Oracle software on Microsoft Azure gets a general availability date

Pricing for use of Oracle's database and other products will also kick in upon March 12's GA launch

Oracle's database, WebLogic application server and Java programming language will soon be generally available on Microsoft's Windows Azure cloud service, marking a major milestone in the high-profile partnership the vendors announced in June 2013.

A general availability date of March 12 has been set for Windows-based software images of the products, which have been in preview, Microsoft said on the Azure website.

While there have been no additional fees for the preview versions, this will change starting March 12. Customers who want to avoid Oracle-related charges for these "license included" virtual images must shut them down before that date, Microsoft said. Windows Server VMs the images run in are charged for separately.

Purely pay-as-you-go customers won't see much discounting for higher usage of Oracle's software on Azure.

For example, for a single virtual core running the enterprise edition of Oracle's database, Microsoft will charge customers US$1.18 per hour, while an eight virtual core instance is priced at $9.41 per hour.

However, through June 30, Oracle's software will be available through Microsoft's six and 12-month commitment plans, which offer discounts.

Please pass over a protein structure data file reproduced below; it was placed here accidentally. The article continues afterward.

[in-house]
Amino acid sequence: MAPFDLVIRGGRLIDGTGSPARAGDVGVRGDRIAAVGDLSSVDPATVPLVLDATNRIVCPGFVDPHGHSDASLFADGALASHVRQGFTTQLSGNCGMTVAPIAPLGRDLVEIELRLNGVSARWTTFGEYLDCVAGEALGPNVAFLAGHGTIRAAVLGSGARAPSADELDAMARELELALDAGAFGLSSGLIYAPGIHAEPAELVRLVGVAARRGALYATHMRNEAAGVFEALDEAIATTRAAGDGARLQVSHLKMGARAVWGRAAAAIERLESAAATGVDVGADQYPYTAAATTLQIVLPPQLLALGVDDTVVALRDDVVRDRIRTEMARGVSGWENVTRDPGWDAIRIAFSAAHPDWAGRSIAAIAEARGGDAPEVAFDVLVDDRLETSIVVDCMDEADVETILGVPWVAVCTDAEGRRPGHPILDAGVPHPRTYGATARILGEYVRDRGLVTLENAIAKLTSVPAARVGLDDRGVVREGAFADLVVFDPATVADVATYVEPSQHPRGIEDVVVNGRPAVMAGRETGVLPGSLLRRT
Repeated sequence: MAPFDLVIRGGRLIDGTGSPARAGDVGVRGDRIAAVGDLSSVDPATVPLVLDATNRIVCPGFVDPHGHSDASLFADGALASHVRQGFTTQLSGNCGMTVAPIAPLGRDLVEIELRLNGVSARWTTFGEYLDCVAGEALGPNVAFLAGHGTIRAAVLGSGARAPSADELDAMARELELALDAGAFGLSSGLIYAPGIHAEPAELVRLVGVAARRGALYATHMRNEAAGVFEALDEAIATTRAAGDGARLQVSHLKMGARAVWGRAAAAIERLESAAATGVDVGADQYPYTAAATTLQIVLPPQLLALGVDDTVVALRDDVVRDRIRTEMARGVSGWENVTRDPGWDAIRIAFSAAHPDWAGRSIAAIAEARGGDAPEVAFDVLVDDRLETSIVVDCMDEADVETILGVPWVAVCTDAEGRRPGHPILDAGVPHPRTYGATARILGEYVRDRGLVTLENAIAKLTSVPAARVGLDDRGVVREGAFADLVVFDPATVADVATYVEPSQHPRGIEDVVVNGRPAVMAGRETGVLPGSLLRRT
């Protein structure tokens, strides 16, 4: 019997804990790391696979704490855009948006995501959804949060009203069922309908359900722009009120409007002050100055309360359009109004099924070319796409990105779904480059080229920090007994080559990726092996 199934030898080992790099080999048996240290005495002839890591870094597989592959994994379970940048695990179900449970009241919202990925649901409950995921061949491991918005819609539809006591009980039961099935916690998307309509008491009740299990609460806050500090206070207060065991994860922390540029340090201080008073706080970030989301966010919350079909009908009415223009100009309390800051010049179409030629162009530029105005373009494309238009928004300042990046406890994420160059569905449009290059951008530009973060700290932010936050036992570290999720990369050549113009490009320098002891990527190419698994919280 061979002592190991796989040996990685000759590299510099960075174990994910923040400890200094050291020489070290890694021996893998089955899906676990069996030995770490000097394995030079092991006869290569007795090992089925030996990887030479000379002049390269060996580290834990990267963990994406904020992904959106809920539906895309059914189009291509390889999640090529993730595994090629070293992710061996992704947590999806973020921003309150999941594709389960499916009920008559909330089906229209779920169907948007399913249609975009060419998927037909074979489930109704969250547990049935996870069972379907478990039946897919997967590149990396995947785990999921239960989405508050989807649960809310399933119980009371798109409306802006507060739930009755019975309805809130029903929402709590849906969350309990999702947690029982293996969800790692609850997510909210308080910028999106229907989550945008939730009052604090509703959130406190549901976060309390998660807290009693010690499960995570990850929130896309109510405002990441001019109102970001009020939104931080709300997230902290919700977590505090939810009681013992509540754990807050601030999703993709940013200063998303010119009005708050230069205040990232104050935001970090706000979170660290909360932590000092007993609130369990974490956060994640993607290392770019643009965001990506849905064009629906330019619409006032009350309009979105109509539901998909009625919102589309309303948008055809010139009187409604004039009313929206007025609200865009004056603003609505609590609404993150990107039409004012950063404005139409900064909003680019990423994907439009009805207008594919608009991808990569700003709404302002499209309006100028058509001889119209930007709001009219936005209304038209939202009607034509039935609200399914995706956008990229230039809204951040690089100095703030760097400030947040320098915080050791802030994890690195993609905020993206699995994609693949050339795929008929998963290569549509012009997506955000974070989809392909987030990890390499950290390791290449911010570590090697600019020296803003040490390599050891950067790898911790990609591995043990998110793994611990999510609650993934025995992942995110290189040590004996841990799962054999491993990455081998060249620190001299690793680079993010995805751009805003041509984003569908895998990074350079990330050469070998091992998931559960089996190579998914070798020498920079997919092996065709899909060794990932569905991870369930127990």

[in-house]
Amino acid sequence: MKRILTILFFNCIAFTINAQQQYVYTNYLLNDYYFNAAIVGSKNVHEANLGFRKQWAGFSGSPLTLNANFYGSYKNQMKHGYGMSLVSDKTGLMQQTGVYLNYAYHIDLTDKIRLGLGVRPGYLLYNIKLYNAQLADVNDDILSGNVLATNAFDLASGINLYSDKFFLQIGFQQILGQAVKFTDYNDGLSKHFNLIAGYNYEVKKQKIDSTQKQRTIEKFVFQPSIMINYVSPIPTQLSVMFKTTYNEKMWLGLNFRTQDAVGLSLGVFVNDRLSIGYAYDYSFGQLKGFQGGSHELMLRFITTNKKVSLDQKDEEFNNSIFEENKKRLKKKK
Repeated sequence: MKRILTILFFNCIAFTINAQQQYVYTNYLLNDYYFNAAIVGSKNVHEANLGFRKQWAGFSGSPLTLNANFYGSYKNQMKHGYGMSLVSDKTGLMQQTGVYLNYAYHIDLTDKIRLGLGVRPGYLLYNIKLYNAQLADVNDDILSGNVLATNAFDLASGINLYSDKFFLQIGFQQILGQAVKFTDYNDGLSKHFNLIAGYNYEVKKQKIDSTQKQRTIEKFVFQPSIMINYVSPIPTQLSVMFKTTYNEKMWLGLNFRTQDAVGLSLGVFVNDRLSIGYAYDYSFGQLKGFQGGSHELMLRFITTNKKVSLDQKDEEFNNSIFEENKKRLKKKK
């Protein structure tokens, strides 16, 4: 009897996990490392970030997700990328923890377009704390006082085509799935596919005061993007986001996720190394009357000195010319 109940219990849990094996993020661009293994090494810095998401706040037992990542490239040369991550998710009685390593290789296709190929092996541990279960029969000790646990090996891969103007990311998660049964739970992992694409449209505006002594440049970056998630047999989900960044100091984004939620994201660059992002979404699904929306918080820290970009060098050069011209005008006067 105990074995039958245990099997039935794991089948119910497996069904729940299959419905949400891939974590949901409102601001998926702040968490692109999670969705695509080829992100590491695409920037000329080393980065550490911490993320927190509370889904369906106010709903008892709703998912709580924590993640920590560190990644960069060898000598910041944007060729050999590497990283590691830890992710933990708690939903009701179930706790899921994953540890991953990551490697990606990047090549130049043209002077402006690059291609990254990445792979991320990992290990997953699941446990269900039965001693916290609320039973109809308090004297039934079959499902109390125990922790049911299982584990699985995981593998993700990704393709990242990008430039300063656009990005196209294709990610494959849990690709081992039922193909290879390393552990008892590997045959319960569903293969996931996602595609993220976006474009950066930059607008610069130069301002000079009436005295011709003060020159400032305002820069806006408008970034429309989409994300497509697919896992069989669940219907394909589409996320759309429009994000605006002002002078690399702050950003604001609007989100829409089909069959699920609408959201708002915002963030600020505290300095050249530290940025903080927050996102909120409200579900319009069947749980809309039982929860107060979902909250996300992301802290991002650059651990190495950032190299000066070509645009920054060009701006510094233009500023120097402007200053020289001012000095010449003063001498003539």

It's also possible for Oracle customers to bring licenses they already have to Azure and pay Microsoft only for the underlying infrastructure costs.

Meanwhile, Oracle has been rolling out its own PaaS (platform as a service) and IaaS (infrastructure as a service) offerings, which prompted some observers to call the Azure partnership a classic case of strange bedfellows.

The reality is somewhat different, Oracle co-president Mark Hurd said at the time of the announcement. Customers simply "are committed to a lot of Microsoft technology," he said. "It just makes sense for us to continue to improve our own capabilities but also allow customers the ability to leverage both of our capabilities together."

Moreover, Oracle's PaaS and IaaS products seem geared toward the heaviest users of its database and middleware. Customers have self-service options but Oracle is also rolling out higher-end managed service levels as well.

Chris Kanaracus covers enterprise software and general technology breaking news for The IDG News Service. Chris' email address is Chris_Kanaracus@idg.com

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Tags Microsoftdevelopment platformsmark hurdsoftwarecloud computinginternetInfrastructure servicesOracle

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Chris Kanaracus

IDG News Service
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